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Playing the Mast-er Card: Does paragraph 21 of the Code trump the Landlord & Tenant Act 1954 in Telecoms Cases?

At last a claim to possession of land, on which a telecoms’ operators apparatus was sited, has been the subject of a judicial decision. But does it resolve the interplay of the two statutory regimes? Andy Creer provides a summary.

As those familiar with it will appreciate, the Electronic Communications Code restricts a landowner’s ability to remove a telecoms operator’s equipment from his land once it has been installed, even if such installation was without the owner’s permission. It creates a separate layer of statutory protection, in addition to any security of tenure the operator may have under the 1954 Act.

Crest Nicholson (Operations) Ltd v Arqiva Services Ltd, EE Ltd, Vodafone Ltd, Hutchinson 3G Ltd [28 April 2015] is a little-publicised ruling by DDJ Dack sitting at the County Court in Cambridge, which considered the landowner’s rights to remove a 1954 Act protected operator.

Crest served section 25 notices relying on ground 30(1)(f) of the 1954 Act as it wished to redevelop the site which terminated the operators’ tenancies on or about the date on which the contractual terms were due to expire. (For Arqiva this was in October 2015). At the same time the landowner served notices under paragraphs 20 and 21 of the Code, as a precursor to removing the apparatus in accordance with the specific security of tenure provided by the Code.

Crest apparently issued possession proceedings, in response to which Arqiva, EE and Hutchinson 3G all challenged the validity of their respective paragraph 21 notices, on the basis that the landowner was not yet entitled to give such notices (see text in bold).

Paragraph 21 (as amended) provides:-

  1. Where any person is for the time being entitled to require the removal of any of the operator's electronic communications apparatus from any land (whether under any enactment or because that apparatus is kept on, under or over that land otherwise than in pursuance of a right binding that person or for any other reason) that person shall not be entitled to enforce the removal of the apparatus except, subject to sub-paragraph (12) below, in accordance with the following provisions of this paragraph.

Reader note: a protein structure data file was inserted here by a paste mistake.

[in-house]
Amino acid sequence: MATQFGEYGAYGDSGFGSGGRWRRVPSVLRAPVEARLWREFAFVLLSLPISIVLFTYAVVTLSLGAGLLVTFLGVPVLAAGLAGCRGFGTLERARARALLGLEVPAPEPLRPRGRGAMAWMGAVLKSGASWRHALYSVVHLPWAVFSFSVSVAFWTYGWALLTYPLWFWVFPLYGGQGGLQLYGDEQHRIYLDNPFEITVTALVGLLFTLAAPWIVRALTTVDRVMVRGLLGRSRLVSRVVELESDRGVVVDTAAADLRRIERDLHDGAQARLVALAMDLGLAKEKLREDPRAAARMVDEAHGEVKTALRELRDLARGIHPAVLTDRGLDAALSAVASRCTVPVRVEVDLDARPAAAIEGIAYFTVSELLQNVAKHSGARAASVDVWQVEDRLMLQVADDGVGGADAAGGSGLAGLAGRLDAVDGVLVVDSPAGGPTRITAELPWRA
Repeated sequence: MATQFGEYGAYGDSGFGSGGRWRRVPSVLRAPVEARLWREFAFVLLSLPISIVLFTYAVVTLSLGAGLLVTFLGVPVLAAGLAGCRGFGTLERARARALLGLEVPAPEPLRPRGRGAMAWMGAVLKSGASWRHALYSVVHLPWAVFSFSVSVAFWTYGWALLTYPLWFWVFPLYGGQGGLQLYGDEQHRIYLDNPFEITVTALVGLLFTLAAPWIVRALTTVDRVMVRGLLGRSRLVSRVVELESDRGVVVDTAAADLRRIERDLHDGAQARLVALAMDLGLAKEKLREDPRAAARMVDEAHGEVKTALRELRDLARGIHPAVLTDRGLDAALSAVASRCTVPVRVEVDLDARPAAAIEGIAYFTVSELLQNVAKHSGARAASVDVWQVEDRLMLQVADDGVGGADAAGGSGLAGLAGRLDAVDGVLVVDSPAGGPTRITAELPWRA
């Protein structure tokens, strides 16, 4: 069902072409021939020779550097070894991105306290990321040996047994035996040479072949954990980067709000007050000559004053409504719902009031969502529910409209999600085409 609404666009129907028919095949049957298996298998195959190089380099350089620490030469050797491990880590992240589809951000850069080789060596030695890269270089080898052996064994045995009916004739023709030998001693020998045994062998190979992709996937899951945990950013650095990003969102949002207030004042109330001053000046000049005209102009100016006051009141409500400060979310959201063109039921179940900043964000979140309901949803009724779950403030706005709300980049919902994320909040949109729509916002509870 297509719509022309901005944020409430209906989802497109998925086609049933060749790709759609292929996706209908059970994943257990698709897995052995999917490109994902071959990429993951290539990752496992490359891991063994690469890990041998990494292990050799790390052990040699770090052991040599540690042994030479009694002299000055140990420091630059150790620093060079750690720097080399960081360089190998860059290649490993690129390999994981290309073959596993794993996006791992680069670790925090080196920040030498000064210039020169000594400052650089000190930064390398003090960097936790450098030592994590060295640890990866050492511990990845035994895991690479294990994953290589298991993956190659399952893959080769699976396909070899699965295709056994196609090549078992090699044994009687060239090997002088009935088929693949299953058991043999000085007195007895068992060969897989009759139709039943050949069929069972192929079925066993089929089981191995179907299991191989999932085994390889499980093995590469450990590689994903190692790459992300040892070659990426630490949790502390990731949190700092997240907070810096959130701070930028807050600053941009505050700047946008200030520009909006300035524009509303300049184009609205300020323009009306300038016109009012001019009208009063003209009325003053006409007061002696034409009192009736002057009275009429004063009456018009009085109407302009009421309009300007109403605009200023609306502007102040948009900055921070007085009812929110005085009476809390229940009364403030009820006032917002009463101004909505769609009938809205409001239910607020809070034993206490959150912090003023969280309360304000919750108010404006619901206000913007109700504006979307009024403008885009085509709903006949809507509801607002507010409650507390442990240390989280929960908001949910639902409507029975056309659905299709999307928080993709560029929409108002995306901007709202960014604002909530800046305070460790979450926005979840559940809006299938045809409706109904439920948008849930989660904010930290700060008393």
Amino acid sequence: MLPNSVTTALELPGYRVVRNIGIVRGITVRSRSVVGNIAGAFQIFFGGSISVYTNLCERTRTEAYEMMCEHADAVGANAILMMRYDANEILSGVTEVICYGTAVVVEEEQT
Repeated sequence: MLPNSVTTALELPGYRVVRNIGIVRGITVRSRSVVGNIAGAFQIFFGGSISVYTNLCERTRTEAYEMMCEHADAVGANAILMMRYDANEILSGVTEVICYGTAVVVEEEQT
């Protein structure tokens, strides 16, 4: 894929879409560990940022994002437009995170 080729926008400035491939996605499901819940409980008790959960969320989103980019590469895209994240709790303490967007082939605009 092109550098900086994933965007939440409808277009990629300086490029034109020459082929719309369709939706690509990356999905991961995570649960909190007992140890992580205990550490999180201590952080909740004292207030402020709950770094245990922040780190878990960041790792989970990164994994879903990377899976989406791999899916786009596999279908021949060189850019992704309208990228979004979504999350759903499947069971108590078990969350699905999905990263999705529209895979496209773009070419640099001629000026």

2. The person entitled to require the removal of any of the operator's electronic communications apparatus shall give a notice to the operator requiring the removal of the apparatus.

Ignore the impact of the Code for one moment. Without exercising a break clause, a landowner would not be able to regain possession of land during the contractual term. Nor would they be able to do so prior to the expiry of a section 25 notice, as it specifies a date for the termination of the tenancy.

So, perhaps, it is unsurprising that the judge was not prepared to accept that a valid paragraph 21 notice could be served while the various operator’s contractual tenancies persisted.

Of course, what the case does not resolve is: what happens during any interim statutory continuation tenancy? Section 64 of the 1954 Act provides that where an application to the court is made, the tenancy does not determine until 3 months after the ‘final determination’ of the claim (which includes any appeal or application for permission). Will a landowner, who has successfully opposed the grant of a new tenancy under the grounds in section 30(1) of the 1954 Act, be able to argue that they should be deemed to be a person entitled to require the removal of the apparatus?

The lesson here is that, until the Law Commission’s recommendation that the 1954 Act should not apply to Code interests is enacted, landowners will still need to carefully consider the interplay between the two statutory regimes – the Code and the 1954 Act – before commencing litigation.

Pinsent Masons acted for Arqiva: www.out-law.com/en/articles/2015/may/county-court-tackles-long-standing-controversy-over-right-to-remove-telecoms-equipment-says-expert/